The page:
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Brexit caused fewer disruptions than expected and led to a 6% increase in trade between the UK and Europe’s second largest port.

According to Jacques Vandermeiren, head of the Antwerp Harbor Authority, Brexit’s negative effects are less catastrophic than expected.

According to Jacques Vandermeiren, head of the Antwerp Harbor Authority, Brexit's negative effects are less catastrophic than expected.

©John Thais / AFP

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According to Jack Vandermeyron, chairman of the Antwerp Port Authority since 2016, Brexit has had a positive impact on the UK.

The chief executive of Europe’s second-largest port said the trade crisis following Brexit was “better than expected”. According to Jacques Vandermeiren, head of the port of Antwerp, UK trade grew 6% last year. Daily mail info.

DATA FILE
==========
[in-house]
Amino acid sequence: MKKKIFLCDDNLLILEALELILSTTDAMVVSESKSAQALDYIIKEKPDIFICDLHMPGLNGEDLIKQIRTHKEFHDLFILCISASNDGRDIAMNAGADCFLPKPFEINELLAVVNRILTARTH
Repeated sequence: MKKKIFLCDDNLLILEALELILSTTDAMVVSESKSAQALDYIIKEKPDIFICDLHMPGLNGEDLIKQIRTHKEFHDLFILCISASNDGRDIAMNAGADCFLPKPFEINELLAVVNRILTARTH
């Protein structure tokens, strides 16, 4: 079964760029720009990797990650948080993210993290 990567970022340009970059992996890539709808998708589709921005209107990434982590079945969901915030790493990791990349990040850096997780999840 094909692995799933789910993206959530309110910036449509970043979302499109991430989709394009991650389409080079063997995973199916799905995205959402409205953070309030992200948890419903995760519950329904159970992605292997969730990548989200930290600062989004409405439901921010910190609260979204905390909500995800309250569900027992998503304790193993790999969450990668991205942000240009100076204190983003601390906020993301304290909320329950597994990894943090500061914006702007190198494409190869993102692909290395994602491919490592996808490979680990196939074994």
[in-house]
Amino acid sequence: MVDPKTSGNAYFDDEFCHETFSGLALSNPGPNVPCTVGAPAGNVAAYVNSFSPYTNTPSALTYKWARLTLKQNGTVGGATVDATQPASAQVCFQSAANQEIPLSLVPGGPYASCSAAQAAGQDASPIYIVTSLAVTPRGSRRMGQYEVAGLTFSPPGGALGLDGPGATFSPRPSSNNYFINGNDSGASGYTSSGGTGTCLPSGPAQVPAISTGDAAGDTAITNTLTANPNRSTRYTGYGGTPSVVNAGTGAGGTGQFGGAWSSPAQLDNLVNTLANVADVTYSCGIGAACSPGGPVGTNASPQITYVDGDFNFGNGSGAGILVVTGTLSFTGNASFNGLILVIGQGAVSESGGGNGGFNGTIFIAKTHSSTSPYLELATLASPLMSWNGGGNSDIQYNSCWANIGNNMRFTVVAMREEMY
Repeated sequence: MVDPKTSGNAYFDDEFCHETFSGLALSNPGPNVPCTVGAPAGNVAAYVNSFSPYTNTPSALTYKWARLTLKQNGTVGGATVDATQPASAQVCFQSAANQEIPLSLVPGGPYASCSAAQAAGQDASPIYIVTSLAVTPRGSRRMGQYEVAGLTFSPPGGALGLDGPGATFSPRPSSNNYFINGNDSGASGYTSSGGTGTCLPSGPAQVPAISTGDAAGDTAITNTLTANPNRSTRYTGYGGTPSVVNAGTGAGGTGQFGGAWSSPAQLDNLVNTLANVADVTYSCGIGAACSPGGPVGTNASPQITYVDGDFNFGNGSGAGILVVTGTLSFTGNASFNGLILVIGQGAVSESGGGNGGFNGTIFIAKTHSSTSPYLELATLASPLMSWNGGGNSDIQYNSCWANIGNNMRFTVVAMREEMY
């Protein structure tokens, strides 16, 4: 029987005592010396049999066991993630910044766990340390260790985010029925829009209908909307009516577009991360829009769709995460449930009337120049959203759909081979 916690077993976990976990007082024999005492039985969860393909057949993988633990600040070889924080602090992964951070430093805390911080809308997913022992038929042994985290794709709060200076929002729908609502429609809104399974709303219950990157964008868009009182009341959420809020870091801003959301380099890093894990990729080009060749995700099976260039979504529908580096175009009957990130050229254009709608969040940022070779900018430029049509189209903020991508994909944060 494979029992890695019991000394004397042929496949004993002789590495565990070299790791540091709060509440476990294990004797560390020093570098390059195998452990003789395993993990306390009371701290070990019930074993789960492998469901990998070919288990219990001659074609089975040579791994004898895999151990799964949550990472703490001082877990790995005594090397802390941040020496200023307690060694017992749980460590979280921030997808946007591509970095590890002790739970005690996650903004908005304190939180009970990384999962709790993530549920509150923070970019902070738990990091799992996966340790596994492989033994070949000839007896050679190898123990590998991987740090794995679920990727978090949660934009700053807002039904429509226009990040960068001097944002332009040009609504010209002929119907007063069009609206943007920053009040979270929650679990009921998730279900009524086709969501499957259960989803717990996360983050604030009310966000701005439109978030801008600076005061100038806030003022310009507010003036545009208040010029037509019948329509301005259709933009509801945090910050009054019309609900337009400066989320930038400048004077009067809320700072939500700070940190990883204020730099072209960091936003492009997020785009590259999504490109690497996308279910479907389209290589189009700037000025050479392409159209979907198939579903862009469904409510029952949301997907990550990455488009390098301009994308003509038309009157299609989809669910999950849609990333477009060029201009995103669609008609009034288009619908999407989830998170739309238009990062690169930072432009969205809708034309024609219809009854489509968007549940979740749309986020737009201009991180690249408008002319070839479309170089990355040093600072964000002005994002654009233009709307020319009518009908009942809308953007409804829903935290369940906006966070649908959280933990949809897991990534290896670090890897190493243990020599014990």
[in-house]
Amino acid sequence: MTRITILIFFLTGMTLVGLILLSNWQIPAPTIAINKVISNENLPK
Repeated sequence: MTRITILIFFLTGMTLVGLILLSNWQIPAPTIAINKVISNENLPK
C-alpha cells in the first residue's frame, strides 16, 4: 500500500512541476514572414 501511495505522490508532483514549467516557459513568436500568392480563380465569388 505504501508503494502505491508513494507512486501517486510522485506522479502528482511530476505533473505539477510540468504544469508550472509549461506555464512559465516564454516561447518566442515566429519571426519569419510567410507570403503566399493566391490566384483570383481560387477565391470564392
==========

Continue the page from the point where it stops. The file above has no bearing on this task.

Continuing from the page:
In the early stages of Britain’s exit from the EU, British companies trying to export their goods to the EU faced a series of difficulties.

Companies had to deal with additional costs and refused deliveries to their European customers.

But Jacques Vandermeiren told the Telegraph that the Brexit situation was “better than we expected in the UK … we were expecting a lot of trouble at the port. But there are months when you do not see any problems. “

The port of Antwerp and Zebrook were given the green light to merge in January, allowing them to manage some of the peak seasons of the year more efficiently.

However he acknowledged that their numbers were not enough to defeat Jack Wander’s’ government’s efforts to force boat owners operating off the coast of the UK to pay the national minimum wage.

This led to companies shipping goods to the UK to Irish ports.

He also expressed concern over the closure of the Shanghai port due to restrictions on the Govt-19 epidemic. Hometown of the world’s largest container port – now under tight lockout since the end of March. Freight and freight vehicles are stranded at sea.

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According to Jacques Vandermeiren, global supply chains are expected to be “disrupted” and “shipping container prices increased”.